How do you take care of you? Eight ways nurses can fight negativity at work : Nursing made Incredibly Easy

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Department: Editorial

How do you take care of you? Eight ways nurses can fight negativity at work

Editor(s): Lockhart, Lisa MHA, MSN, RN, NE-BC

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doi: 10.1097/01.NME.0000884116.13818.5c
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The mental health of our nurses and all healthcare workers is crucial. Nurses often speak of feeling overwhelmed and depressed. It's not difficult to see why: Workplace stress can be incredible. Our roles are more varied than most. The combination of physical labor, emotional demands, long hours and odd shifts, lateral violence, and cultural structures in the workplace take a tremendous toll. During the pandemic this has intensified as the media and the politics involved in managing community health reached a fevered pitch.

What can we do to care for ourselves when stress threatens to overtake our sense of control? I want to look at eight simple tasks that can help you fight the feelings of being overwhelmed and vulnerable in the workplace.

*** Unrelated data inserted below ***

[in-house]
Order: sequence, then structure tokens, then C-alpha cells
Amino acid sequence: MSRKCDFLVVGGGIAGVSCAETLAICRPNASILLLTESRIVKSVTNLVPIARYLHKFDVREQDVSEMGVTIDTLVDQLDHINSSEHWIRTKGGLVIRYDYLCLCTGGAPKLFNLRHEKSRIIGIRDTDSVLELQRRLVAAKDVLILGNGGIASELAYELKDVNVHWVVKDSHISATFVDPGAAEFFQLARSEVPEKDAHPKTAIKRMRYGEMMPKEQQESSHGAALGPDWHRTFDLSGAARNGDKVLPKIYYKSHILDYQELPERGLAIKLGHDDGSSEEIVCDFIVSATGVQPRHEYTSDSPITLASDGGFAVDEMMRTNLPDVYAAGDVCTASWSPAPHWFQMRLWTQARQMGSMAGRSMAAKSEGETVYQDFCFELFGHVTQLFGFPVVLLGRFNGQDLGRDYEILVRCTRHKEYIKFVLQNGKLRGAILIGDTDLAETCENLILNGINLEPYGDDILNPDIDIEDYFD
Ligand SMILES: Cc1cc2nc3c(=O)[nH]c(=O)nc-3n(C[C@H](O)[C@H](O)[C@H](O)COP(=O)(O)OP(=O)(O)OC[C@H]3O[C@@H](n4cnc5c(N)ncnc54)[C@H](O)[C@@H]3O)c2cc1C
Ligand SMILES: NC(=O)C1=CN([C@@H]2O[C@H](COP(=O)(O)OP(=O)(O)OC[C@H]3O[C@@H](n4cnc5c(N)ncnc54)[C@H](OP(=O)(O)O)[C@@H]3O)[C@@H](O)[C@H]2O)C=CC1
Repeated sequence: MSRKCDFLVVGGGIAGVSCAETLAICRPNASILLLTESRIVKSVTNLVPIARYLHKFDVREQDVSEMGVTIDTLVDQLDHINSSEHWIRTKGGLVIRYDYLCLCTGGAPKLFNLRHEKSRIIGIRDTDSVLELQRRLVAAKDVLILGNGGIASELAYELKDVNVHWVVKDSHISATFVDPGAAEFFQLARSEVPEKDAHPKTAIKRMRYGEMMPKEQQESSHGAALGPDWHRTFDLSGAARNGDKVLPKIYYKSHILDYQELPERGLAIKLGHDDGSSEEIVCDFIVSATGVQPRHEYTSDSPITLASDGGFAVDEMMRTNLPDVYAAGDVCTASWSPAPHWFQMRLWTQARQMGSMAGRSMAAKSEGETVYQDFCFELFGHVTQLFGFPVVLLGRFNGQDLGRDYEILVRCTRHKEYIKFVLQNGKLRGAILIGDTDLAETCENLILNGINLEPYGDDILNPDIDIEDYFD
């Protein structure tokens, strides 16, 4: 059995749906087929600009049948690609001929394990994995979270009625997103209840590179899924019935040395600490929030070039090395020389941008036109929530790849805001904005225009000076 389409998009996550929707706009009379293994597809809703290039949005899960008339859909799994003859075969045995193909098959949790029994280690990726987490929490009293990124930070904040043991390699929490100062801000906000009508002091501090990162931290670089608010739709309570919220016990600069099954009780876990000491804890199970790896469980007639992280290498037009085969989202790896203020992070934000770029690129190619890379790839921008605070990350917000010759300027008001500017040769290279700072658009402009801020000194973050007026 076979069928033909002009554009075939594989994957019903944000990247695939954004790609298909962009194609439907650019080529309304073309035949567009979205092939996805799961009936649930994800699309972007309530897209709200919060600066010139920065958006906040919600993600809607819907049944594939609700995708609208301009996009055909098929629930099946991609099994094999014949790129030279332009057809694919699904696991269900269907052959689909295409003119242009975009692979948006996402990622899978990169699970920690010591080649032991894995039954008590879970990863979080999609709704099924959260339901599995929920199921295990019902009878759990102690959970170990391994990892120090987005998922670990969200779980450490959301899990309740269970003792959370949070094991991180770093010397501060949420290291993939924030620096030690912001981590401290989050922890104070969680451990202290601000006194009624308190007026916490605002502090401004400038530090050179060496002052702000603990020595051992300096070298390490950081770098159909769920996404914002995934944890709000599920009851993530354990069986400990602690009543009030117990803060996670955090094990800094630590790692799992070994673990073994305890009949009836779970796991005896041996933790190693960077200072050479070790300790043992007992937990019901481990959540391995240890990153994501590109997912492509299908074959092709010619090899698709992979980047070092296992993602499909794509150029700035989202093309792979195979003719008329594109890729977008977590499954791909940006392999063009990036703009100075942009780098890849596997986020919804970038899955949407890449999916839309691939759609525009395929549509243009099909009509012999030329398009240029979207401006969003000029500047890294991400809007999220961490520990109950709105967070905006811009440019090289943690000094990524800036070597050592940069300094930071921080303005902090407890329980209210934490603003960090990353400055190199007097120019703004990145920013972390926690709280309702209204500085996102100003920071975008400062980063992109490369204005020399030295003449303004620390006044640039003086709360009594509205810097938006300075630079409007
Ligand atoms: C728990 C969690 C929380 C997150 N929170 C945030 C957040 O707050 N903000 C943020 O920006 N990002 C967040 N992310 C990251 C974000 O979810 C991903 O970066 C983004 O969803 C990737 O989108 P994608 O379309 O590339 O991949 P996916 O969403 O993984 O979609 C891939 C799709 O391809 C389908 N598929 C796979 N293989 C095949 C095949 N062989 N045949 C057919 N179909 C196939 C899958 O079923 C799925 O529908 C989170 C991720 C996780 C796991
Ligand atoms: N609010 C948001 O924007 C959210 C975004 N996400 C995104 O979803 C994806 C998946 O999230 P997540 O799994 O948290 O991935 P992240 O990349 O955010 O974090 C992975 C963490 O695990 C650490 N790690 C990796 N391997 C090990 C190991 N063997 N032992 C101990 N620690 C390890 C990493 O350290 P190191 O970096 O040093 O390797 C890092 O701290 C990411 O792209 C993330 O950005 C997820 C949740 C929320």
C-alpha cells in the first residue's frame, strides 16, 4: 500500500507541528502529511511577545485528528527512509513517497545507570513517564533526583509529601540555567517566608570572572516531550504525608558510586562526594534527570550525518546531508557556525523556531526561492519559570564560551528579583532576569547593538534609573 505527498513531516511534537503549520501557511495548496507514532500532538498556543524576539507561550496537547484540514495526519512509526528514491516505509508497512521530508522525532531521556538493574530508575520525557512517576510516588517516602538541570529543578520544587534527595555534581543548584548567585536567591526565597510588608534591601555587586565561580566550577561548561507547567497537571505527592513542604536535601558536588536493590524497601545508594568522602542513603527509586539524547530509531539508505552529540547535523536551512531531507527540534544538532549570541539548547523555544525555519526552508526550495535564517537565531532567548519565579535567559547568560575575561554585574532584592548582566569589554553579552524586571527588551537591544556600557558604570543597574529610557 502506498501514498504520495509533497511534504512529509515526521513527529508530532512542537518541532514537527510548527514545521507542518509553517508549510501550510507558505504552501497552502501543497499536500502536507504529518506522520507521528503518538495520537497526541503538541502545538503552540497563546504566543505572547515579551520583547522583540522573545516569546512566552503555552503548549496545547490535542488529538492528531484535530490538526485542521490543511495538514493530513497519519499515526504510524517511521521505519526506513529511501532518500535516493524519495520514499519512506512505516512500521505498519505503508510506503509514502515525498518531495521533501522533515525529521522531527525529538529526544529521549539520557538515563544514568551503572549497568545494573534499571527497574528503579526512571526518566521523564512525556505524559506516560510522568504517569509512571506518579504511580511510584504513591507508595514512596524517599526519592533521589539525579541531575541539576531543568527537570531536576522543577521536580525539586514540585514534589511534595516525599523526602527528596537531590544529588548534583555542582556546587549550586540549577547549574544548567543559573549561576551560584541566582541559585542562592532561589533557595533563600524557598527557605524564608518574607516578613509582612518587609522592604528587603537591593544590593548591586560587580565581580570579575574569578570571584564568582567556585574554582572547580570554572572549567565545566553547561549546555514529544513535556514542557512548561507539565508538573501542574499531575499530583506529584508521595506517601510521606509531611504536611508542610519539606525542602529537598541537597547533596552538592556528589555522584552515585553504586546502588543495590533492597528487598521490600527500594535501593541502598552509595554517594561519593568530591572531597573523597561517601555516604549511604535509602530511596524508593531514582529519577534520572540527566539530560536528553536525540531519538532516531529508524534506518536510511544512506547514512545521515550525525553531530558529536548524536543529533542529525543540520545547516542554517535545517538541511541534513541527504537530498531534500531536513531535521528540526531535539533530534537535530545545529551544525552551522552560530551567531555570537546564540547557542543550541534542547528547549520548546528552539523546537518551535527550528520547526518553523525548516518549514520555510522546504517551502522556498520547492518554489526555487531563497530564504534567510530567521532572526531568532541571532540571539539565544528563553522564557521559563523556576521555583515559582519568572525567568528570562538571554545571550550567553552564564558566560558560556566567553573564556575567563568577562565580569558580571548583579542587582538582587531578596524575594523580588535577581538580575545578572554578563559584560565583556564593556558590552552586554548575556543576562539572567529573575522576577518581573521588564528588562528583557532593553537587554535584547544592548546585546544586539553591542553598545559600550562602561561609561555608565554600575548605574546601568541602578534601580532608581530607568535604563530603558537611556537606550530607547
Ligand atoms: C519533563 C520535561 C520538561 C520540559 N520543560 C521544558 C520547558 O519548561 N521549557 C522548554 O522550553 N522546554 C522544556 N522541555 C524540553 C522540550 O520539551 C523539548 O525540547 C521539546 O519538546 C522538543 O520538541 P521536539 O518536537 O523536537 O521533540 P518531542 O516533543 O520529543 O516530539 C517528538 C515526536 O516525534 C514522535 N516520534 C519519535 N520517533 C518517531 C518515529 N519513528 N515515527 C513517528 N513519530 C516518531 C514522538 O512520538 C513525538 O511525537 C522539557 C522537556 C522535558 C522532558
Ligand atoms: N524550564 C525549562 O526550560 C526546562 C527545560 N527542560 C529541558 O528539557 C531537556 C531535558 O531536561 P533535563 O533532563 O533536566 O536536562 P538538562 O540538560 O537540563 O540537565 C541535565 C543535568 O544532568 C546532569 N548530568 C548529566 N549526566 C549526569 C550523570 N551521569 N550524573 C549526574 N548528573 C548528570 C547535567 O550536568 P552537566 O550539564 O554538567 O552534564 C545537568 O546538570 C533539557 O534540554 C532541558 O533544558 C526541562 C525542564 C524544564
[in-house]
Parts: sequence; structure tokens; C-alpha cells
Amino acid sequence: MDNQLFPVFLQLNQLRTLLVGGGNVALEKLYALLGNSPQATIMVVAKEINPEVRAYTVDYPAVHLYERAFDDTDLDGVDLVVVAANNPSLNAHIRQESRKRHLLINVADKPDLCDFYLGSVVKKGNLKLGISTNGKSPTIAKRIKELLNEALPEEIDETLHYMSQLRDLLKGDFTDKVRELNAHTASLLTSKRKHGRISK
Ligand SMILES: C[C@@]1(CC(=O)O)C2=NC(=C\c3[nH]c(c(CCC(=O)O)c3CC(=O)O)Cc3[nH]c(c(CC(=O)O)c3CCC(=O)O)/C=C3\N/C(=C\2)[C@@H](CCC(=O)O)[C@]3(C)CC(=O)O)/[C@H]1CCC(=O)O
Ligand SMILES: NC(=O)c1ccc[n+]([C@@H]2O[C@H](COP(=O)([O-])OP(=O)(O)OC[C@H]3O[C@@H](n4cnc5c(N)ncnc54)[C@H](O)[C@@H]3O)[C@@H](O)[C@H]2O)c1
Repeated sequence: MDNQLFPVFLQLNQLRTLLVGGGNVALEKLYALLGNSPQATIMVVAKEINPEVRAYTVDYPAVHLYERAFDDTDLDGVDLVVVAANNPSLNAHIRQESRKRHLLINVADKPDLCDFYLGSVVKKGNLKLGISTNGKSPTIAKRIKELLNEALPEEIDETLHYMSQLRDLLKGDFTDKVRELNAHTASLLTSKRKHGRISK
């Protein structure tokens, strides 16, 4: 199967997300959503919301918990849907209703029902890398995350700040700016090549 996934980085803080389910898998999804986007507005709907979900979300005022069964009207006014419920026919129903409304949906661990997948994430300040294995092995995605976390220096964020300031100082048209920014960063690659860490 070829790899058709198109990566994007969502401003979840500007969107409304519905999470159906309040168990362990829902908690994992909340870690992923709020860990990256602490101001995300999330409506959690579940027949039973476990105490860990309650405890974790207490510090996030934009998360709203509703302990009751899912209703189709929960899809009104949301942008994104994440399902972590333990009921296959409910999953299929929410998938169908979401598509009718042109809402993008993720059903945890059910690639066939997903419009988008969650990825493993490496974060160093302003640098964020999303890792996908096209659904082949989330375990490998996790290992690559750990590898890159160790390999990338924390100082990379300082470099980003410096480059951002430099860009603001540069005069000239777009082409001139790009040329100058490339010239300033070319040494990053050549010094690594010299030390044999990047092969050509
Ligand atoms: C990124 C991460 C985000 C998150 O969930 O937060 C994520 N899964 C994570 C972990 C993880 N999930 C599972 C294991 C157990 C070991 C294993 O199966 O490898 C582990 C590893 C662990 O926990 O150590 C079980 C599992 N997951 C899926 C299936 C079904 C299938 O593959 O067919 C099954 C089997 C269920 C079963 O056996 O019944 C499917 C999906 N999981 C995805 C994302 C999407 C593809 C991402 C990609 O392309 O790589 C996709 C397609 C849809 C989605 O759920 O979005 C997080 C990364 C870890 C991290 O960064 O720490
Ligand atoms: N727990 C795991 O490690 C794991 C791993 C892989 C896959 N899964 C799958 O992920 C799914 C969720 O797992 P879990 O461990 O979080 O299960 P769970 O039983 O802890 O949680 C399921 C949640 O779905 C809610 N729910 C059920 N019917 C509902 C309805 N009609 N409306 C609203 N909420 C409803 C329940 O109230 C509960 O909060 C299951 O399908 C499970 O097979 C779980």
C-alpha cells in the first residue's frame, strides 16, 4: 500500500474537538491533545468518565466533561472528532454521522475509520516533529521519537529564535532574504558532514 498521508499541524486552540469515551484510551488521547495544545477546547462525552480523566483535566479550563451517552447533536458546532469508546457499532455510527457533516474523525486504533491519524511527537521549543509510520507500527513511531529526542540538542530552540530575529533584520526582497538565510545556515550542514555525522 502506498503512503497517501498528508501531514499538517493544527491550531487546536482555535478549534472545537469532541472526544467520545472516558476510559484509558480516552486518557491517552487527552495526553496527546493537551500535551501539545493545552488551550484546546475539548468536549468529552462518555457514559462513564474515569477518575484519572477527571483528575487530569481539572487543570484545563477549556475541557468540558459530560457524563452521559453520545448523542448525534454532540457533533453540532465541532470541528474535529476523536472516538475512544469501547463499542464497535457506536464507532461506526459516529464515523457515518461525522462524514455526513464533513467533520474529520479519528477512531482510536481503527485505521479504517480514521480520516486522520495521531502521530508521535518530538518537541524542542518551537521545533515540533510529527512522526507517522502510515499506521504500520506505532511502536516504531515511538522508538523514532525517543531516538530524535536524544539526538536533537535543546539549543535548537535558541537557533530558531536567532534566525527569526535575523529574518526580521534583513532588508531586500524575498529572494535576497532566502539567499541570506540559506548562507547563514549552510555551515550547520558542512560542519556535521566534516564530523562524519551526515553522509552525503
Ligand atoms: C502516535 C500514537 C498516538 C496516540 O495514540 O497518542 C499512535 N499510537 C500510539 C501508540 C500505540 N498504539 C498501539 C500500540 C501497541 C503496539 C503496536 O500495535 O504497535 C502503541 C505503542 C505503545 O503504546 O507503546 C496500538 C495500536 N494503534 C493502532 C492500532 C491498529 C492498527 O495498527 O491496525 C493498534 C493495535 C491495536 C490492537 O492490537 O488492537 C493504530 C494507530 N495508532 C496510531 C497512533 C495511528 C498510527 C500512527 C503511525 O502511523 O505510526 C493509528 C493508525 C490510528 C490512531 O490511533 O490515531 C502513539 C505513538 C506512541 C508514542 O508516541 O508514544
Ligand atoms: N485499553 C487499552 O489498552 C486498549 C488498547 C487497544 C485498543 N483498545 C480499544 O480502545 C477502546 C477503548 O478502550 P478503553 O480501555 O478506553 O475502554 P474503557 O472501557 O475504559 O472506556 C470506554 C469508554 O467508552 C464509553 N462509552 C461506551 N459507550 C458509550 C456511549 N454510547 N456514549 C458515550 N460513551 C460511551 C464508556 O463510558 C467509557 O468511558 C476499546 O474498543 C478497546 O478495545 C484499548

1. Get enough sleep. Taking the time to care for your body is crucial and rest is number one on the list.
  2. Make self-care a priority. Take care of your body and enjoy things that make you feel relaxed and cared for.
  3. Be prepared. Nothing will increase your sense of anxiety, self-doubt, and self-depreciation more than entering a situation unprepared. Get organized and make time to review the information you need to stay ahead.
  4. Work-life balance. This has always been a personal struggle of mine. You are allowed to enjoy your time away from work. Set boundaries and take the vacation time when available. Allow yourself to recharge.
  5. Say no to overtime! I understand you want to do your part; however, remember tip number four.
  6. Be self-aware. People respond differently to stressful situations. What are your internal indicators that you're getting overwhelmed? Do you become irritable, tearful, disorganized, or self-deprecating? Take a few moments to center yourself and your thoughts.
  7. Exercise. Set aside time during your break or after work for some activity that's just for you. This will keep you healthier—physically and mentally.
  8. Maintain trusted friends. You can't underestimate the value of friendship and confidants. Everyone needs someone that they can talk to. Feeling comfortable and letting your frustrations out in a judgment-free environment is crucial. Seeking professional counseling is another healthy way to vent, reframe, and reorganize your thoughts. Most healthcare organizations have programs available for employees free of charge.

The top priorities for resetting are self-awareness and self-care. It really is okay not to be okay. Understand when you're overwhelmed, admit when you're overwhelmed, and take steps to care for yourself. This isn't a sign of weakness but rather a key to true strength and preservation. Stay safe, stay healthy, and be kind to yourself.

Wolters Kluwer Health, Inc. All rights reserved.